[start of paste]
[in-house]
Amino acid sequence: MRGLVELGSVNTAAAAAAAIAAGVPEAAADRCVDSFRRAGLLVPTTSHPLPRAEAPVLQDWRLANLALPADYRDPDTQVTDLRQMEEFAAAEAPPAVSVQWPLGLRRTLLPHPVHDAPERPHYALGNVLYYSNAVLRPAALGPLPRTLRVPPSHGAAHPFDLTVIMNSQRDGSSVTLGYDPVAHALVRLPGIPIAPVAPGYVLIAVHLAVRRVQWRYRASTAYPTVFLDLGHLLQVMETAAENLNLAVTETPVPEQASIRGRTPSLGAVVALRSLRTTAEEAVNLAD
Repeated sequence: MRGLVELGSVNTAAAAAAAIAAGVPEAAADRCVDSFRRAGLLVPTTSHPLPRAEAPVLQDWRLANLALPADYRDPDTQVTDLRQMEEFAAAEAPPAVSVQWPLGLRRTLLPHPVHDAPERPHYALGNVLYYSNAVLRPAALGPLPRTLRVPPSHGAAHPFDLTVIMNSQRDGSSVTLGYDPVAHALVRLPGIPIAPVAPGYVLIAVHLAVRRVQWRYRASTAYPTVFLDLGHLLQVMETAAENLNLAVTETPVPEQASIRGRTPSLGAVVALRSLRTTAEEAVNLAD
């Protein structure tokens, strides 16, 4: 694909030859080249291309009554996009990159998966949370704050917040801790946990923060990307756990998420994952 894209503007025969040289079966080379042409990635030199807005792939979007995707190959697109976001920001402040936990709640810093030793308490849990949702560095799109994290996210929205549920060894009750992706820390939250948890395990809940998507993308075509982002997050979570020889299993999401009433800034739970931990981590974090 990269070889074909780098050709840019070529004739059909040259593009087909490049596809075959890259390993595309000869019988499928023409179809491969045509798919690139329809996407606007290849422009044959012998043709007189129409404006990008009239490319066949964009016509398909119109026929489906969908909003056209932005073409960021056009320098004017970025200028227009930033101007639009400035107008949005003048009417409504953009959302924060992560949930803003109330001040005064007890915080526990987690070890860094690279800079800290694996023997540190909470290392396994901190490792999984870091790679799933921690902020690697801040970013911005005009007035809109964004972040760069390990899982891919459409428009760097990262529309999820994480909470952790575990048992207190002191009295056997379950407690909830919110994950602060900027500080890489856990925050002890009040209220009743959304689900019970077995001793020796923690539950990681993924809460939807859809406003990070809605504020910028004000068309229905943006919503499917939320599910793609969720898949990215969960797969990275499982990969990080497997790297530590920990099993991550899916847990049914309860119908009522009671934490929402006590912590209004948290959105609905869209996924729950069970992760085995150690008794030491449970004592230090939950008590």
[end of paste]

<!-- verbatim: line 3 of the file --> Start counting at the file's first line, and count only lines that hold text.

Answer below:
Repeated sequence: MRGLVELGSVNTAAAAAAAIAAGVPEAAADRCVDSFRRAGLLVPTTSHPLPRAEAPVLQDWRLANLALPADYRDPDTQVTDLRQMEEFAAAEAPPAVSVQWPLGLRRTLLPHPVHDAPERPHYALGNVLYYSNAVLRPAALGPLPRTLRVPPSHGAAHPFDLTVIMNSQRDGSSVTLGYDPVAHALVRLPGIPIAPVAPGYVLIAVHLAVRRVQWRYRASTAYPTVFLDLGHLLQVMETAAENLNLAVTETPVPEQASIRGRTPSLGAVVALRSLRTTAEEAVNLAD